Can you give me an example of that kind of real-world learning experience?

The fourth and fifth graders happened to be learning geometry when we were trying to get our field renovated. They went out and measured the dimensions of the field and translated that into materials and cost. We then connected that to social science and asked them, who should they tell? What parts of government and which nonprofits? We want to connect what they’re learning with the world they’re trying to create.

We also held a Career Day last May—the brainchild of our school counselor. A police helicopter landed on the field; we had horses and the K-9 unit from the police department. We had doctors who brought models of the human body. We had the local pizzeria, Peace Corps, architects.

Let’s be honest—every kid wants to be a fireman, but they were still fascinated. The students had passports and they would go to different professions and get a stamp. To see them interview a tax attorney with the same fervor they had when interviewing a doctor or policeman—that was really exciting. The students were genuinely interested in what other people do.

You mentioned it was the counselor’s idea to start Career Day. Is it normal for faculty and staff to have ideas like that?

Most of our good ideas are not mine; they come from our faculty or staff. They are continually thinking of new ways to serve the students. Our dean basically created our summer school program. We also have Saturday school and a special math program for advanced math students—these are all faculty or staff ideas.

Our teachers and staff are very accomplished and hard working. We have a great number of highly effective teachers. For example, Alexandra Gordon, who is one of our kindergarten teachers. She’s a certified Tools of the Mind (early childhood curriculum) teacher, and I believe she’s often used as a model classroom for schools that are thinking of adopting the curriculum.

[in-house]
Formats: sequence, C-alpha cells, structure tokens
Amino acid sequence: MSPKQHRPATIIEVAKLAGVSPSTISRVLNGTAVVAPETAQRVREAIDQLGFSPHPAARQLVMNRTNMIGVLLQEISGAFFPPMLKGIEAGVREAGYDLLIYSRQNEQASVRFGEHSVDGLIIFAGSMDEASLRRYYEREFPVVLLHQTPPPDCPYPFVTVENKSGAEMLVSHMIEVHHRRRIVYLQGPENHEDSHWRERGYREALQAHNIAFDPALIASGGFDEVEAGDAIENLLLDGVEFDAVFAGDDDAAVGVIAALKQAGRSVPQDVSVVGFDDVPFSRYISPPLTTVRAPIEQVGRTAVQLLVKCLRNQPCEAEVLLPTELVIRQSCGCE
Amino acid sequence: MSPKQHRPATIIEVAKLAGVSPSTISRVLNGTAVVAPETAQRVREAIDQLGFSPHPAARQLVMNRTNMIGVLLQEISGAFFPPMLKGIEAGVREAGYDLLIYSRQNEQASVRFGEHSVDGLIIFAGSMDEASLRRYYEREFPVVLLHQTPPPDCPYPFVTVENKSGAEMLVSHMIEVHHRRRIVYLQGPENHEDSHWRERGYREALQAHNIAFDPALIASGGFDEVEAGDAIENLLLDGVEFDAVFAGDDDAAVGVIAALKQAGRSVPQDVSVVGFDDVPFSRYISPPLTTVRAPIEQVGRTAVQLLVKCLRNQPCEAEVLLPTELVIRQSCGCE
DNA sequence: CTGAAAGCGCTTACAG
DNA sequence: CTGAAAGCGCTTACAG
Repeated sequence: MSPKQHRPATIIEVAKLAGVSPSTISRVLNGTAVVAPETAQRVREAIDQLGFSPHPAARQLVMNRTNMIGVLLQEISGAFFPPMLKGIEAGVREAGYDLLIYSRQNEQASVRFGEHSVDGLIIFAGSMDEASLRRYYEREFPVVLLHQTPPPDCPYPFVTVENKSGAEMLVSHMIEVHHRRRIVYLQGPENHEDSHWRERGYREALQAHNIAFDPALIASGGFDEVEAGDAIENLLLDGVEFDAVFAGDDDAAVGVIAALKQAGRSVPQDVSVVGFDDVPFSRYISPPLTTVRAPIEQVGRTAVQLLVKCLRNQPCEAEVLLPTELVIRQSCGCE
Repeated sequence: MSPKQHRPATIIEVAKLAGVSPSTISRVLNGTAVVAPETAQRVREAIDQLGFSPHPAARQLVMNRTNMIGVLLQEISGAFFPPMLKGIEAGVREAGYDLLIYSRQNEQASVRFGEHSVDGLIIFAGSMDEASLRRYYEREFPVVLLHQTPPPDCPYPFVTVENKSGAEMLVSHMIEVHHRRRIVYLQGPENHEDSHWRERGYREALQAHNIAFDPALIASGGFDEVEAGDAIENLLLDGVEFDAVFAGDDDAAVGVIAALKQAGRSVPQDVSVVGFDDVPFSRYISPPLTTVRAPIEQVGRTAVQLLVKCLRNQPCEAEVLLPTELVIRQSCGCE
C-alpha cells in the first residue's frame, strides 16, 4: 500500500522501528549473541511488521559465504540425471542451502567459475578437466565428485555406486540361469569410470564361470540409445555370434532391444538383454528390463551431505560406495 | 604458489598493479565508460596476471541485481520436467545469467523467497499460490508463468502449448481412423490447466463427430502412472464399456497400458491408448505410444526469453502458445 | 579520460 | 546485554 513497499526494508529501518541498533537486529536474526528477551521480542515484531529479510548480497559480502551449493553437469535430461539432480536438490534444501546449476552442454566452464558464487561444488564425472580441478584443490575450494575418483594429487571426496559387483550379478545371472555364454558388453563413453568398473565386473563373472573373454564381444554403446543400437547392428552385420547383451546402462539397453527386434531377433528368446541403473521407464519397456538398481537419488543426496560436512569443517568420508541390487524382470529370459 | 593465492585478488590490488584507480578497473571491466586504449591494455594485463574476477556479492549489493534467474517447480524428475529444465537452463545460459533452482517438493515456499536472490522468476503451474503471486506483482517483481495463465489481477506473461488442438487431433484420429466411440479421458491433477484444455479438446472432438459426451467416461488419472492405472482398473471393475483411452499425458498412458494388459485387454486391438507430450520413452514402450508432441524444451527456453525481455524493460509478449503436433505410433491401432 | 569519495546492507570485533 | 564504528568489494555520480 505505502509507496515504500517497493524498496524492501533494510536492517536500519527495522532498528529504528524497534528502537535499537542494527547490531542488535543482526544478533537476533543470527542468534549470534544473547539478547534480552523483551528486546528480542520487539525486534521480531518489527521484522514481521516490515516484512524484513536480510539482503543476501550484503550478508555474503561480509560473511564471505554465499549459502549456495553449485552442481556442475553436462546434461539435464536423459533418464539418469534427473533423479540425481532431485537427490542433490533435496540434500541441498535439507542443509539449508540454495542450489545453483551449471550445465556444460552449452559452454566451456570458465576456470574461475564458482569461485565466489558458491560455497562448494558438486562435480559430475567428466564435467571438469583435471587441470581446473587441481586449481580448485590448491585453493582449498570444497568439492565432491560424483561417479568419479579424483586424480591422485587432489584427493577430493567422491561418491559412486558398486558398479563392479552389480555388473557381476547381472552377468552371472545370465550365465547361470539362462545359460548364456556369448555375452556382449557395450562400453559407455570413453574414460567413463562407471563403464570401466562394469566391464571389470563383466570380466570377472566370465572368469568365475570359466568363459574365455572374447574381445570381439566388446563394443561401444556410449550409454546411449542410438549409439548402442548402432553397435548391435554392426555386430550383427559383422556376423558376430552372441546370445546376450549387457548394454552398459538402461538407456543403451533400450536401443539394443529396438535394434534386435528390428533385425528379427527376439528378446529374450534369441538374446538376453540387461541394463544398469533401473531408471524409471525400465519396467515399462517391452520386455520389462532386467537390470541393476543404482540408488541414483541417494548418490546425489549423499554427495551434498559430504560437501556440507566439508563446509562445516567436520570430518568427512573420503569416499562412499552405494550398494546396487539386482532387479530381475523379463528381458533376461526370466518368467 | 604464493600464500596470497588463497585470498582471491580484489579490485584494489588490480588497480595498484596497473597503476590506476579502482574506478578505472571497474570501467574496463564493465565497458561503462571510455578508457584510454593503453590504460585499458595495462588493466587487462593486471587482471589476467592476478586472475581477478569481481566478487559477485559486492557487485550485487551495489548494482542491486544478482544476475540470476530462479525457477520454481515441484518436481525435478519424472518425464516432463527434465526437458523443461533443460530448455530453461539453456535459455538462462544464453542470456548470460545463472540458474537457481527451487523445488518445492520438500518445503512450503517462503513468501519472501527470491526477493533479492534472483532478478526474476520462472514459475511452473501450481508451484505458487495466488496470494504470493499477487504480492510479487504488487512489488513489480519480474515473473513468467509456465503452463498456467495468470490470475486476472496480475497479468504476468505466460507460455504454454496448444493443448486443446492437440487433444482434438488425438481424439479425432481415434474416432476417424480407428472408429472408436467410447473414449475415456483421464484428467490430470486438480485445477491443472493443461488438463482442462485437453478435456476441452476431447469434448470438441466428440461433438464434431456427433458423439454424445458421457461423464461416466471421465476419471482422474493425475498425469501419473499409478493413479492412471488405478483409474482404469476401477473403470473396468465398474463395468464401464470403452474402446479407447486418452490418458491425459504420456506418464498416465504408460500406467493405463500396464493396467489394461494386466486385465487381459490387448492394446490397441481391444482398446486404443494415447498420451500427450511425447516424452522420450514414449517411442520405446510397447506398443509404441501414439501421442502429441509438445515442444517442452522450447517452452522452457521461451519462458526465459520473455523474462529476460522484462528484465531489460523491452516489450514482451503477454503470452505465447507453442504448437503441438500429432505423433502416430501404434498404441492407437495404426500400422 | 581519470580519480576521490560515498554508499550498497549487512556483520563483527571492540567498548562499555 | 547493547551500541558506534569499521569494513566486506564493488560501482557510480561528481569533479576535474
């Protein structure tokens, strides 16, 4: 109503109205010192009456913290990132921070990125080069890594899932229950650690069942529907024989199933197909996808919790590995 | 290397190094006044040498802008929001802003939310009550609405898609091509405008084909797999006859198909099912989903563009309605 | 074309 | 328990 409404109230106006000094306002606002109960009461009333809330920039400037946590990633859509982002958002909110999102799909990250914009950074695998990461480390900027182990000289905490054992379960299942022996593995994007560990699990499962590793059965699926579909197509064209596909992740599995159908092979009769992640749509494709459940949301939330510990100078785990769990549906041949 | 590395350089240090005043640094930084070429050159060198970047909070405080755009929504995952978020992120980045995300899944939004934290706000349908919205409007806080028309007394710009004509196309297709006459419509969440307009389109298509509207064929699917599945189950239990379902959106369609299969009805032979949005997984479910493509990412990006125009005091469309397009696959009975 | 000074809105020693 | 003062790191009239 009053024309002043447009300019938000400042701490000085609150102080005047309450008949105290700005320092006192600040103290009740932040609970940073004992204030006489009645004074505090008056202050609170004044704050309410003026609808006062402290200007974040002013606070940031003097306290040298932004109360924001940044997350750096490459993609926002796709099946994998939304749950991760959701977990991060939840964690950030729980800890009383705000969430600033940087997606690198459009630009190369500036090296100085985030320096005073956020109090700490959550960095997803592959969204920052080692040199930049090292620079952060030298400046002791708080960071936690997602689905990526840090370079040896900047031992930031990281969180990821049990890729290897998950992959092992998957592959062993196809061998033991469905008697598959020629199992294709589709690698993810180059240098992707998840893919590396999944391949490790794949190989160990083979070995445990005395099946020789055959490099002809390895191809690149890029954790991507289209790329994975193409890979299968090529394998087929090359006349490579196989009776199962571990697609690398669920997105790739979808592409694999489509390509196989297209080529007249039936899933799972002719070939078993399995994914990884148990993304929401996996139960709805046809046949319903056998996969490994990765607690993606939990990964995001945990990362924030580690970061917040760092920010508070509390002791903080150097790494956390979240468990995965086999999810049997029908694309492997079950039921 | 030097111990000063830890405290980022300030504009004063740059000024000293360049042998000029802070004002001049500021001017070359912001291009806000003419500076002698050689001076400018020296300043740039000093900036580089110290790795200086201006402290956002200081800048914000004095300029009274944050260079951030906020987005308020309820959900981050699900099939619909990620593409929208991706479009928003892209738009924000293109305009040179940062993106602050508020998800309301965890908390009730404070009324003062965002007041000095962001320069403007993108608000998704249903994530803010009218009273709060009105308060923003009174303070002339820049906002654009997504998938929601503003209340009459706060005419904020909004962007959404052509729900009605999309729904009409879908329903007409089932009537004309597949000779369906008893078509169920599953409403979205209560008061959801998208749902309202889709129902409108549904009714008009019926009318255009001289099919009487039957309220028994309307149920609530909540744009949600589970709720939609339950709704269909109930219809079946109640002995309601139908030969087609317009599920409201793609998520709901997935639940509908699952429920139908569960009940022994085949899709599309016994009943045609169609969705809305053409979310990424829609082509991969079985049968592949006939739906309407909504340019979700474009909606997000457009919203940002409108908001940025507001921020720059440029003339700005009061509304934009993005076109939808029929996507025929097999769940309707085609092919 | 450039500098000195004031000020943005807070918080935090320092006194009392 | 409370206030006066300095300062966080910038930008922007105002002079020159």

Have you received any parent feedback about teaching in general?

Parents tend to fall in love with their child’s teachers. Every year I have numerous requests that their child stay with their teacher. I have to keep convincing parents that our faculty is really strong from preschool to Grade 5. I say, ‘Even if you don’t see someone exactly like Ms. Ross, there is someone like her next year.’ So they reluctantly acquiesce and then later, they say they’re really, really happy with the next teacher! That happens every year.

 

What’s been a real challenge at Marie Reed?

When I got here, Reed was a good school. The students were compliant and academics were solid and the faculty did what they were supposed to do. But there was also a sense of complacency. But to really get students ready for college and for academic standards such as the Common Core, and to empower them, we needed to do more. That meant that we had grade-level team meetings where data was on the table. If you’re a teacher, you can’t be defensive if your data is down, or arrogant if your data is up. It’s about seeing how we can get better as academic professionals. And the real challenge is that not everyone may be a great match for that. So some teachers parted ways and there were times that really challenged folks’ sense of comfort. But now, I think we all understand the urgency and nature of our work and there’s a lot more buy-in and a sense of mission.

What would it look like if you achieved all your goals at Marie Reed?

I think it has more to do with the process, and it’s what it should be. When parents ask what our biggest challenge is—the truth is, we don’t have any unique ones. We have some students who don’t read well enough, or who need to do math better, or who need to make better decisions. Those are the things we signed up for. But we’re not breaking up fights or chasing angry parents; we’re not worried about safety. We’re in the business of teaching and learning. We aren’t doing anything fancy. The only thing that’s missing is the ultimate result.

Is the ultimate result for all your students to be advanced?

My goal is for every student to accelerate their learning at a high rate. I’ll never say that all our students will be advanced. The reality is that, in February, we have enrolled seven new students in the past two weeks, including a student who should be in third grade but has never attended school. I don’t know if that student will be able to access the fifth-grade curriculum here before they leave. But I can say that we’ll put that student on the path to get them to advanced.